Summer Fun

boy playing with pool floats, how to store pool floats
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The Best Way To Store Pool Floats

To keep them in the best condition year after year.

One of the best things to come out of the last few years is the influx of fun pool floats. Gone are the days of boring blue inner tubes: pool floats now come shaped like unicorns, pineapples, rainbows; there are floats shaped like Barbie golf carts and Cozy Coupes — there’s even a pool lounger for pregnant people with a hole divot for bellies. Basically if you can dream it, it can become a cool pool float. But if you and your family have amassed quite the collection (or even just a few) you may be wondering how to best store pool floats during the summer season and beyond. If you leave them on the pool deck, they may blow away, and if you leave them in the pool, they may not last as long (plus they’re more susceptible to mold and other gross stuff). So what’s a pool-float-loving family to do?

How to store pool floats long-term

If you’ll be storing pool floats for a long time (say at the end of the swim season or if you go on a long mid-summer vacation) it’s best to deflate your floats. Yes, this is annoying, and yes, it’s also the best way to store pool floats.

First things first, make sure the floats are clean. You can use a gentle dish soap on them and hose them off (or have your kids scrub them in a kiddy pool, though you probably won’t want soap in an in-ground pool).

“The most important thing when storing floats is that they should be dry. If you fold up a pool float that is wet, the moisture will have nowhere to go and can develop water stains over time. We recommend thoroughly drying with a towel, and letting your float sit in the sun to ensure it’s fully dry before storing it inside,” advises to Blake Barrett, co-founder of FUNBOY, the maker of playful pool floats.

The best way store pool floats long-term is to first deflate them completely, then fold and store in airtight containers or vacuum-sealed bag; this will prevent mildew, critters, and temperature changes from damaging your precious fleet of floats. “Keep everything out of sunlight when it’s not in use. Gently fold and place indoors, away from sunlight and away from extreme temps. Super cold weather (freezing temps) can cause floats to crack. Once your float is dry, garages are the best for pool floats and accessories,” Barrett says

How to store pool floats short-term

If you plan to use your pool floats a lot this summer, it makes sense that you won’t want to deflate and thoroughly dry them after each use. At the very least, try to remove them from the water whenever possible. “If you remove your float from the pool (especially the sun) it won’t fade and the material will last much longer. Just like a beach towel, if you leave a float in the sun for the entire summer, the UV will wear it down. Rinsing off your float to remove pool chemicals or salt water helps expand the life of your float,” Barrett says.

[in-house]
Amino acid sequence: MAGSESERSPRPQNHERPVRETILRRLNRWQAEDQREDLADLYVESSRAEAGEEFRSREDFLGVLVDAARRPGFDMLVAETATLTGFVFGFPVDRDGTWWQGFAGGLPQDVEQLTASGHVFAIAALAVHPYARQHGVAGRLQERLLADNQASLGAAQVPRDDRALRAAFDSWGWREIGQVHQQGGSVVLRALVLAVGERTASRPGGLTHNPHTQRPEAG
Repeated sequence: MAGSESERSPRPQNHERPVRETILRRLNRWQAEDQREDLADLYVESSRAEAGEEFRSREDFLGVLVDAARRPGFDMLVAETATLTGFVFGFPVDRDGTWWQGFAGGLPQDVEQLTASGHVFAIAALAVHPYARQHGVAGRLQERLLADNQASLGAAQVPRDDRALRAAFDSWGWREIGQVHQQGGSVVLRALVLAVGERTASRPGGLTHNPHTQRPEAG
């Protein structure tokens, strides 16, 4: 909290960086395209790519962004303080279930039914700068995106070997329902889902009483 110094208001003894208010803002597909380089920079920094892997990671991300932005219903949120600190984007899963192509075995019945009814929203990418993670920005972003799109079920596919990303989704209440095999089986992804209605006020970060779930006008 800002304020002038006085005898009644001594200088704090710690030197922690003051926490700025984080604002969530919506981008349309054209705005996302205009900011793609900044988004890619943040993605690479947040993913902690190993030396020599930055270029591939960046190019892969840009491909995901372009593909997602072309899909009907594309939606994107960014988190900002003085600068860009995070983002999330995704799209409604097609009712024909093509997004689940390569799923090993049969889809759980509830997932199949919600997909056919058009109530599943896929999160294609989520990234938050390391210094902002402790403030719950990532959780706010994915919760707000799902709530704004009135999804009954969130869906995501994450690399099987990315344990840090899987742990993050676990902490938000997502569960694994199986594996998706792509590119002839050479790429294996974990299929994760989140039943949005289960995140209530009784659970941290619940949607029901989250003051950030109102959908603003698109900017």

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If you’re looking to create an actual pool float storage system, there are some clever pool float ideas out there (like the float organizer seen below), or you could simply install L-shaped ladder hooks along a fence or deck and hang up the floats— this works for hanging tubes from their center. A mounted hose holder serves the same purpose and looks chic on a fence.

One easy DIY idea is to install a hanging rod, place it in a shady spot, and tie the tubes to the rod using ribbon or robe. Another super easy and affordable way to store floats (especially if they’re not easy to hang, like pool noodles) is to get a big mesh bag that can affix to a fence.

How not to store pool floats

As mentioned before, it’s never a good idea to store deflated pool floats when they’re still wet. This can cause mold to grow, and it also erodes the material. Keep the floats out of direct sun whenever possible, as sunlight and persistent heat can damage or discolor floats overtime. Heat will also cause the air inside the float to expand which could potentially cause the float to pop. And of course, keep them away from anything sharp, or any pets (or honestly, kids) that may want to take a bite.

“A pool float will last as long as you take care of it. Jumping or roughhousing on a float, dragging a float across the ground, and leaving it in the sun for the entire summer are all things that can decrease the useful life of your float,” Barrett says.

Keep your pool toys and loungers in tiptop condition with these pool float storage ideas, and hopefully you’ll enjoy them for years to come.

Sources interviewed:

Blake Barrett, co-founder of FUNBOY